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Recently I started playing with euclidean rhythms and implemented the bjorklund algorithm shown in the paper by Godfired Toussaint in ruby. The implementation isn't really rocket science (actually it's ring accelerator science :-)) but it uses recursive function calls, two arrays, multiple stages, ... and I had the feeling that this is far more complicated than it needs to be. After reading several posts, blogs and papers about the implementations of the algorithm I read somewhere that the algorithm produces the same result as the bresenham algorithm - at first I ignored the sentence and unfortunately I have no idea anymore where I read it but today I implemented a simple version of it an the results I get are the same as my recursive version - or rotations, which is fine because you usually loop over the sequences and are free to choose a starting point - so in case anyone is interested here is my bresenhamish method for calculating euclidean rhythms in ruby - shouldn't be too complicated to port it to different languages
def eucledean(k,n) f = 1.0*n/k res = Array.new(n,0); a = 0 k.times do |i| res[a.to_i] = 1 a += f end return res end (1..8).each do |i| print eucledian(i,8) print "\n" end
and this are the results I get for the 8 possible rhythms with 8 steps
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[1, 0, 0, 0, 0, 0, 0, 0] [1, 0, 0, 0, 1, 0, 0, 0] [1, 0, 1, 0, 0, 1, 0, 0] [1, 0, 1, 0, 1, 0, 1, 0] [1, 1, 0, 1, 1, 0, 1, 0] [1, 1, 1, 0, 1, 1, 1, 0] [1, 1, 1, 1, 1, 1, 1, 0] [1, 1, 1, 1, 1, 1, 1, 1]
I finally managed to solve all the cython issues and install version 2 of the animation nodes addon on my linux machine, and rendered a first experiment with the new vectorized nodes - the nodes setup is much simpler than the loop version of 1.6 and i really like the new syntax.
you can download the blend file here
hint: if you get a "cannot import name X" errors - try to delete the _pycache_ folder in ~/.config/blender/2.79/scripts/addon - this solved the problem for meread more ...
I created a small processing sketch this morning. I started by drawing slowly rotating boxes and then added a little transparency to the fill color to create a pseudo 3D layering effect. To spice things up a little bit I added a random function that replaces a box with a new one at a chance of 1/2000 after it gets drawn.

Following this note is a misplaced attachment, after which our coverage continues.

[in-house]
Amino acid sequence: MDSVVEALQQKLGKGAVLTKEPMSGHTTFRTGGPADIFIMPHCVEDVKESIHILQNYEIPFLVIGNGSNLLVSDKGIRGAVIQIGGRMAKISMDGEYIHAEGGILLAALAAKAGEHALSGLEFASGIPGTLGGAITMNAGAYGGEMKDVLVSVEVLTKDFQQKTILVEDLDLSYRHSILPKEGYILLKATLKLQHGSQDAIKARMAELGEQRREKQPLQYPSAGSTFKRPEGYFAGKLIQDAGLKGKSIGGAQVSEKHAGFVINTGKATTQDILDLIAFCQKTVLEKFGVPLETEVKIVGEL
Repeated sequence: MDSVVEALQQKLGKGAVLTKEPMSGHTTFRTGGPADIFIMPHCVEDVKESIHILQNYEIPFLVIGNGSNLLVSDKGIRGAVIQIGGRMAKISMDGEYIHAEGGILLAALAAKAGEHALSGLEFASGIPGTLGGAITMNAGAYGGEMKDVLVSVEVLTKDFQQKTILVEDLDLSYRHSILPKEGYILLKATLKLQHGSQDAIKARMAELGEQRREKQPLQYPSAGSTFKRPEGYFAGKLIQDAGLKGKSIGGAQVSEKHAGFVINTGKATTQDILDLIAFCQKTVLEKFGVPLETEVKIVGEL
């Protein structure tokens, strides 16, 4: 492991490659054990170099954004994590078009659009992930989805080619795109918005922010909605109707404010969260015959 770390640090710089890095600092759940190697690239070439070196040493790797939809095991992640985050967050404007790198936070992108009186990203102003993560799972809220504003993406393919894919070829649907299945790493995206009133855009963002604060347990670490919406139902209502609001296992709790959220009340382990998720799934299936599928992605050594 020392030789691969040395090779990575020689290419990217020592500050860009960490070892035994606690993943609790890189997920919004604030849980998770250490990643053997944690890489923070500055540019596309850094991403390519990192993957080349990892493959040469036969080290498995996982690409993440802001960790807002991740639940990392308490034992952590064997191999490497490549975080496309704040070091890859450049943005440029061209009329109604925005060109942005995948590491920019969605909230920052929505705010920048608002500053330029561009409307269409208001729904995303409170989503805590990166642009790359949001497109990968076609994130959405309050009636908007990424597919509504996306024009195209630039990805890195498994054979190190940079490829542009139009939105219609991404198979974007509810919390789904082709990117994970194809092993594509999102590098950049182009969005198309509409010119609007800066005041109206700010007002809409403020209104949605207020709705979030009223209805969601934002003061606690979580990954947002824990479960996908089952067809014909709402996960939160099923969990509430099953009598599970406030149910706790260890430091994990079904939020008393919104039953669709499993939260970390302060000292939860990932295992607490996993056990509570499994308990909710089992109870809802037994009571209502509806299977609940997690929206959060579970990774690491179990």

click here to start the sketch or download the sourcecode.
I tried different render modes in Processing and was pretty surprised how different transparency is handled in different render modes - in P3D for example the outlines of the boxes aren't affected by the transparent fill at all - so I switched back to P2D - transparency works the way I expected it but the transparency values differ from the default render. I will read the doku this weekend and see what other unexpected behaviors I can uncover :-)read more ...
A first electronic, ambient track recorded with my new Waldorf Blofeld with a little help from the Moog Mother32 and the Novation MiniNova.
Oh! And did I mention? I got a new Synthesizer... :-)
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hmmmm - I think ... - Oh! Yes! Thats meeeee :-) expect some macro photos
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I finally managed to finish a project where I could combine most of the tools I love and use. I created a processing sketch to visualize the stereo correlation of my song "Magical Dreams", exported the frames and used blender to create an animated highfield based on the brightness of the images. Then I rendered these frames and combined them to a video with the original track exported from bitwig.
Hmmm ... maybe a bit more complicated than needed, but that's one of advantage of a hobby project - you don't have to justify yourself for inefficient processes and toy around as long as you want to :-)